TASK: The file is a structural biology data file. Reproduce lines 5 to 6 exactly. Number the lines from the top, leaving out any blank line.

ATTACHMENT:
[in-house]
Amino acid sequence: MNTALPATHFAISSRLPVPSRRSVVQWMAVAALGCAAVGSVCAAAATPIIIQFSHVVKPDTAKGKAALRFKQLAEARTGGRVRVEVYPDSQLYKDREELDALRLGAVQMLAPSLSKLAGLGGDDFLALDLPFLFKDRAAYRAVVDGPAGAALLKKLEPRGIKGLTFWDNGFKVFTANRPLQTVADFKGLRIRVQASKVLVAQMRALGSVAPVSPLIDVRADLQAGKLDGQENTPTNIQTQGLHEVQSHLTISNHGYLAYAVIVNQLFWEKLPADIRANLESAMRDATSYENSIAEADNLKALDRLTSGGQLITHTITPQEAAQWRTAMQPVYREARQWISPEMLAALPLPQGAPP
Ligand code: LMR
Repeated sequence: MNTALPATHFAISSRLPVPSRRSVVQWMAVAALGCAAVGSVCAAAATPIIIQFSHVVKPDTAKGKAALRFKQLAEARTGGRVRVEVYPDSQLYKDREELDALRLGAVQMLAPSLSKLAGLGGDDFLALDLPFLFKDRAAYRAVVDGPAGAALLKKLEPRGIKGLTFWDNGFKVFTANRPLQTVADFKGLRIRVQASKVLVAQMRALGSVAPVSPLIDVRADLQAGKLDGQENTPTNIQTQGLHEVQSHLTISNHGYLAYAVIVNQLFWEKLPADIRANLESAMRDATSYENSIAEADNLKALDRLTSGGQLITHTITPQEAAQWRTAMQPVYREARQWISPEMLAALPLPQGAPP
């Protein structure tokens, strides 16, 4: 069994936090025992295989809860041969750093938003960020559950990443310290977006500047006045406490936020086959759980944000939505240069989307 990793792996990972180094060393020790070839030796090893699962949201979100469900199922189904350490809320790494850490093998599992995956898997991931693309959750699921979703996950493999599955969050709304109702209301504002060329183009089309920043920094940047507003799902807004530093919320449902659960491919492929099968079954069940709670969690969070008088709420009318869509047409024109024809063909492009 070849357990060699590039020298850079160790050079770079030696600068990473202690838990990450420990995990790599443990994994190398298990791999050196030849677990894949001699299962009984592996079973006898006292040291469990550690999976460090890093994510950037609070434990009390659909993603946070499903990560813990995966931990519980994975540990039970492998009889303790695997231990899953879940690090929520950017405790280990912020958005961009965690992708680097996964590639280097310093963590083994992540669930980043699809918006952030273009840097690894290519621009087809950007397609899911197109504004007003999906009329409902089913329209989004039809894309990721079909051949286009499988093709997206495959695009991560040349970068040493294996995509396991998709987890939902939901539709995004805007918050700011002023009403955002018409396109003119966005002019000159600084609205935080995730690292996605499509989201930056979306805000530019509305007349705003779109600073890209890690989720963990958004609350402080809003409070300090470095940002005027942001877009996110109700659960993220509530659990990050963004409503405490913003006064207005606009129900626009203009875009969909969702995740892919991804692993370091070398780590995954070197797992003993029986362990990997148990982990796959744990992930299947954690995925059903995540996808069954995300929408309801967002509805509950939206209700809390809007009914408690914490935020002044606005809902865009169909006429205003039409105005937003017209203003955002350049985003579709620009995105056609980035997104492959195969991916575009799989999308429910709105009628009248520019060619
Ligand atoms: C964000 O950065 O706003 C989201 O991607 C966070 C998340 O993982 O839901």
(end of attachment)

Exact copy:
């Protein structure tokens, strides 16, 4: 069994936090025992295989809860041969750093938003960020559950990443310290977006500047006045406490936020086959759980944000939505240069989307 990793792996990972180094060393020790070839030796090893699962949201979100469900199922189904350490809320790494850490093998599992995956898997991931693309959750699921979703996950493999599955969050709304109702209301504002060329183009089309920043920094940047507003799902807004530093919320449902659960491919492929099968079954069940709670969690969070008088709420009318869509047409024109024809063909492009 070849357990060699590039020298850079160790050079770079030696600068990473202690838990990450420990995990790599443990994994190398298990791999050196030849677990894949001699299962009984592996079973006898006292040291469990550690999976460090890093994510950037609070434990009390659909993603946070499903990560813990995966931990519980994975540990039970492998009889303790695997231990899953879940690090929520950017405790280990912020958005961009965690992708680097996964590639280097310093963590083994992540669930980043699809918006952030273009840097690894290519621009087809950007397609899911197109504004007003999906009329409902089913329209989004039809894309990721079909051949286009499988093709997206495959695009991560040349970068040493294996995509396991998709987890939902939901539709995004805007918050700011002023009403955002018409396109003119966005002019000159600084609205935080995730690292996605499509989201930056979306805000530019509305007349705003779109600073890209890690989720963990958004609350402080809003409070300090470095940002005027942001877009996110109700659960993220509530659990990050963004409503405490913003006064207005606009129900626009203009875009969909969702995740892919991804692993370091070398780590995954070197797992003993029986362990990997148990982990796959744990992930299947954690995925059903995540996808069954995300929408309801967002509805509950939206209700809390809007009914408690914490935020002044606005809902865009169909006429205003039409105005937003017209203003955002350049985003579709620009995105056609980035997104492959195969991916575009799989999308429910709105009628009248520019060619
Ligand atoms: C964000 O950065 O706003 C989201 O991607 C966070 C998340 O993982 O839901």